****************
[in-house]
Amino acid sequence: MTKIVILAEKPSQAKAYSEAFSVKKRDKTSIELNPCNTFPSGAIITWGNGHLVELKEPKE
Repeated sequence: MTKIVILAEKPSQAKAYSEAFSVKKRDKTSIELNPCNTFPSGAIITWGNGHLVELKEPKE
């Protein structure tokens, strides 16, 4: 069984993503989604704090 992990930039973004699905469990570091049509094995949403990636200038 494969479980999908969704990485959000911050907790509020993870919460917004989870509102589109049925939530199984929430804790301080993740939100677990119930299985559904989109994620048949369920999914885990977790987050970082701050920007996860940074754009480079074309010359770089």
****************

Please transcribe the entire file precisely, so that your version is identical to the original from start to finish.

[in-house]
Amino acid sequence: MTKIVILAEKPSQAKAYSEAFSVKKRDKTSIELNPCNTFPSGAIITWGNGHLVELKEPKE
Repeated sequence: MTKIVILAEKPSQAKAYSEAFSVKKRDKTSIELNPCNTFPSGAIITWGNGHLVELKEPKE
């Protein structure tokens, strides 16, 4: 069984993503989604704090 992990930039973004699905469990570091049509094995949403990636200038 494969479980999908969704990485959000911050907790509020993870919460917004989870509102589109049925939530199984929430804790301080993740939100677990119930299985559904989109994620048949369920999914885990977790987050970082701050920007996860940074754009480079074309010359770089």